Slaty-backed Thornbill i.d.

To: "Birding Aus" <>, "Sue & Phil Gregory" <>
Subject: Slaty-backed Thornbill i.d.
From: "Chris Corben" <>
Date: Thu, 13 Jul 2006 08:05:33 -0500
A query about an odd thornbill in the mulga scrub at Bowra, SW

Thornbills. The eye was dark, and there was some scalloping on mottling on the forehead, whilst the underparts were whitish with fine dark streaks on the chin and throat, this being a confusing feature. Rump chestnut etc. Do immature Slaty-backs have fine

On the face of it, this would seem to fit Broad-tailed (Inland, whatever) rather than Slaty-backed. Some forms of Broad-tailed have very inconspicuous streaking below, and in some populations, the streaking can be quite hard to see in the field. This could well be so at Bowra. The description of scalloping on the forehead sounds exactly right for Broad-tailed, and nothing else you say would seem to rule that species out. The comparison points you make re Chestnut-tailed would also make sense for Broad-tailed (greyer back, more solitary). If you are used to Broad-tails in other areas where they look more like Brown Thronbills, then these paler, less-streaky birds can look very unfamiliar. I seem to remember the name Whitlock Thornbill might have once been applied to such birds.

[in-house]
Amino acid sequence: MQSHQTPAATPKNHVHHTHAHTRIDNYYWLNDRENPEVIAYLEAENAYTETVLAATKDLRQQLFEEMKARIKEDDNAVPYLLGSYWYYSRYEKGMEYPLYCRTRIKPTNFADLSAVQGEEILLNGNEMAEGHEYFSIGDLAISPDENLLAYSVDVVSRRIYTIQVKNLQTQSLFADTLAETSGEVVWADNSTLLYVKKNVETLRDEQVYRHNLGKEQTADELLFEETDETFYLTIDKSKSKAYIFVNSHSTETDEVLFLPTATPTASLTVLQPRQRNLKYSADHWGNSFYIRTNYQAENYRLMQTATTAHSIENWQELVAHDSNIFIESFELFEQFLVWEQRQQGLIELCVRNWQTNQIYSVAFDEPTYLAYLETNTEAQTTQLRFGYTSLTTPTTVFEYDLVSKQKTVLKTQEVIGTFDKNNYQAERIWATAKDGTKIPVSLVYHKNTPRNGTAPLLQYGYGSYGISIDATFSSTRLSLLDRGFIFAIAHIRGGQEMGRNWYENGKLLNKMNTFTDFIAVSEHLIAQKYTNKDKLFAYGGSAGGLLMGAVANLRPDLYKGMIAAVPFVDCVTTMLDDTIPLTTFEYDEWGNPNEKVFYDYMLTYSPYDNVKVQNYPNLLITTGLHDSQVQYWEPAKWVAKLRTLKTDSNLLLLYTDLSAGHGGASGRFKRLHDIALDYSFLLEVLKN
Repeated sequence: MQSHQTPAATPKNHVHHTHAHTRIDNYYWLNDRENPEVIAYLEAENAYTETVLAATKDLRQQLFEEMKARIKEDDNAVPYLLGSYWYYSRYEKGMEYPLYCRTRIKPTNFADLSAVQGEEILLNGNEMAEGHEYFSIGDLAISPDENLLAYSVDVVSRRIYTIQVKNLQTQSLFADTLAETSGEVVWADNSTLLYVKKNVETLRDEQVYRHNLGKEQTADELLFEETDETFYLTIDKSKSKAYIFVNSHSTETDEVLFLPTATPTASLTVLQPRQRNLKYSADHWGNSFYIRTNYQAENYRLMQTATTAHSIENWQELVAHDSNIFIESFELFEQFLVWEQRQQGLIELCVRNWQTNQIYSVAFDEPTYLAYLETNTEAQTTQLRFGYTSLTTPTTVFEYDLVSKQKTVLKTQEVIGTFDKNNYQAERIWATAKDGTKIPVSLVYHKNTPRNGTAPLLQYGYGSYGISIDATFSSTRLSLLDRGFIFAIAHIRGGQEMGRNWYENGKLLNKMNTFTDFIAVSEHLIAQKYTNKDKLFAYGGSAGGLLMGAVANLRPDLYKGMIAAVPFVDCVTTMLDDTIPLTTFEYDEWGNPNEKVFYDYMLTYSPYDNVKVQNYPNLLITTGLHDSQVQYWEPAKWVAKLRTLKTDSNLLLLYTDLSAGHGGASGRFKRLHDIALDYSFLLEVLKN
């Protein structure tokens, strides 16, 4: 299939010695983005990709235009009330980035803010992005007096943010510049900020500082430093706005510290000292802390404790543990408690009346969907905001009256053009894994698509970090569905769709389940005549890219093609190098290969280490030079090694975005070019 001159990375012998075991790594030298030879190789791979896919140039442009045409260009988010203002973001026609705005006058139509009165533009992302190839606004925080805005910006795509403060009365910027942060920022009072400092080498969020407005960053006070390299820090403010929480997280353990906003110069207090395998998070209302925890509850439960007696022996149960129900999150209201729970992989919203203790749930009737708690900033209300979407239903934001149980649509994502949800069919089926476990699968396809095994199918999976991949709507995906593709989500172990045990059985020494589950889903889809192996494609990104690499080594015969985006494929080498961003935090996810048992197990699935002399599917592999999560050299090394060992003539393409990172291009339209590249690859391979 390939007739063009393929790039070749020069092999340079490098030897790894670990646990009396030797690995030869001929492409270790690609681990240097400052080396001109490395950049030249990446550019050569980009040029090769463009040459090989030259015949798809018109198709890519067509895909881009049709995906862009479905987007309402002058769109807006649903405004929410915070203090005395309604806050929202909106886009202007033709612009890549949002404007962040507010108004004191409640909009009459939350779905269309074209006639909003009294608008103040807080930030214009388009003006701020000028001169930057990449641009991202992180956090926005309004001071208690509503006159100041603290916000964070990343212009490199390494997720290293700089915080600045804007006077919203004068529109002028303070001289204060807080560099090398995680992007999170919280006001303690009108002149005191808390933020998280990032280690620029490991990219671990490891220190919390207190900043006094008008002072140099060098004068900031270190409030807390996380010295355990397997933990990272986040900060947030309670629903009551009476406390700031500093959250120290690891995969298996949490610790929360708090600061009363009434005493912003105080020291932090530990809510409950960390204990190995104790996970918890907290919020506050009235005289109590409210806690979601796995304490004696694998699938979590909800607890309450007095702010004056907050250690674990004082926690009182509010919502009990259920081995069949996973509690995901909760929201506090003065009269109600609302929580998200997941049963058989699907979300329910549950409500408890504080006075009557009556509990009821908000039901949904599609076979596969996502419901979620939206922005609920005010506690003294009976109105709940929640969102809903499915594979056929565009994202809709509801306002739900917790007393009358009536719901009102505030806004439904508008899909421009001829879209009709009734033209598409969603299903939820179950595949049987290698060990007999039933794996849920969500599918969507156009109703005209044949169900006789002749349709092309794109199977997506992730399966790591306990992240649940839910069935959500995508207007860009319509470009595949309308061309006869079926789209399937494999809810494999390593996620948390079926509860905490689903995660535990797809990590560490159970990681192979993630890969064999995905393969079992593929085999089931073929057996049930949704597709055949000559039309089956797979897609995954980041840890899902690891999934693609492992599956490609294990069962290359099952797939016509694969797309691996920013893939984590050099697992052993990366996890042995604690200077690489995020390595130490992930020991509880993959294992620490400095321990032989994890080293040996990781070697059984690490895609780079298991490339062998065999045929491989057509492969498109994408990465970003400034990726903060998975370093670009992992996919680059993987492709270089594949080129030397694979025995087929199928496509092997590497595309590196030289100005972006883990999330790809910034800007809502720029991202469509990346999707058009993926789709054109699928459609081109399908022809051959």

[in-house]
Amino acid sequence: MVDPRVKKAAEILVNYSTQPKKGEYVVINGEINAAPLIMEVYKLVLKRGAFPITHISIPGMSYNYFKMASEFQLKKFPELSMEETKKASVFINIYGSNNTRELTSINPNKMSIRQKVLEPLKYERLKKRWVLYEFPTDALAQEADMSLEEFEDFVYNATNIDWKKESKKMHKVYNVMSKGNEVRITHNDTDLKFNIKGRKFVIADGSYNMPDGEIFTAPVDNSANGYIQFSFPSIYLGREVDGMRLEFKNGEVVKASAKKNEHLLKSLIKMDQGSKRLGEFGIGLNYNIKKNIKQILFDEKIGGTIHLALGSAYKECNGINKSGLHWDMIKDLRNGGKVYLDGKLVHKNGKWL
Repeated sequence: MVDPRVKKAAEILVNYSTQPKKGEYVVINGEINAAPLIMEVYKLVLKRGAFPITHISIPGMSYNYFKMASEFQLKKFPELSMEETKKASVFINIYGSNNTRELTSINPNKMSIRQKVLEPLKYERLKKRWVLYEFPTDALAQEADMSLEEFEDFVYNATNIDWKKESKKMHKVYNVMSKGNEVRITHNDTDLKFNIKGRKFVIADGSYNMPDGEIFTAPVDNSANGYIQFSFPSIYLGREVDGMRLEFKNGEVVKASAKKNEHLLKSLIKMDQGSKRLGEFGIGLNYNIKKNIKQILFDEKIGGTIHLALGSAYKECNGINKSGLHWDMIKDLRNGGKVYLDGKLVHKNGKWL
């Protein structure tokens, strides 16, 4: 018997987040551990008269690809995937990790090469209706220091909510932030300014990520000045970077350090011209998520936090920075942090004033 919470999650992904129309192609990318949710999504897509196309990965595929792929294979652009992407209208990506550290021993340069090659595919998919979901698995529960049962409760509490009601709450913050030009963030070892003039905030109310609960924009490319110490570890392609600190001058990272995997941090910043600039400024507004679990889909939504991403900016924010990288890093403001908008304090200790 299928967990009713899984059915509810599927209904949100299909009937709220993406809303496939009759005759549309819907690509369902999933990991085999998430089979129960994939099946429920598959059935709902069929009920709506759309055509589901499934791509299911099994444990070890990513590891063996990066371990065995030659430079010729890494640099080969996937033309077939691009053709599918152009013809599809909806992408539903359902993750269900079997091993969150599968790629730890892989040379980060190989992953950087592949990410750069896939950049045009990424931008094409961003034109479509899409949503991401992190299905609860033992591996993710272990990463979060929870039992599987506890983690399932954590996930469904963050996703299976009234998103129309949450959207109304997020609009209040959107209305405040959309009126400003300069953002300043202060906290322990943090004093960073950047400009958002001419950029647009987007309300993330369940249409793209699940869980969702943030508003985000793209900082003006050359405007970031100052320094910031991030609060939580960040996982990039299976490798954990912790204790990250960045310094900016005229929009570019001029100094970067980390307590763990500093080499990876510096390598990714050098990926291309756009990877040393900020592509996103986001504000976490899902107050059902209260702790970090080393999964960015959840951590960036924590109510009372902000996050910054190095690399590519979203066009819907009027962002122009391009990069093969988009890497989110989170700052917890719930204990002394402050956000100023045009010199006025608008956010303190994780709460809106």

Probably irrelevant in the current context, but on the subject of eye-colour, it is worth noting that the white iris of Chestnut-tailed (and other birds) may be invisible in low light, due to the iris opening up. Thus the eye can look dark, and basically appear the same as the red iris of related species. I experienced this with Chestnut-tails in the predawn out west of Windorah, where I was hoping I might have Slaty-backs. But as the sun got higher, the eyes got whiter! When I finally got to see Slaty-backs, I realised they are very different-looking birds - even if the streaking on the crown can be hard to see.

Cheers, Chris.

Chris Corben


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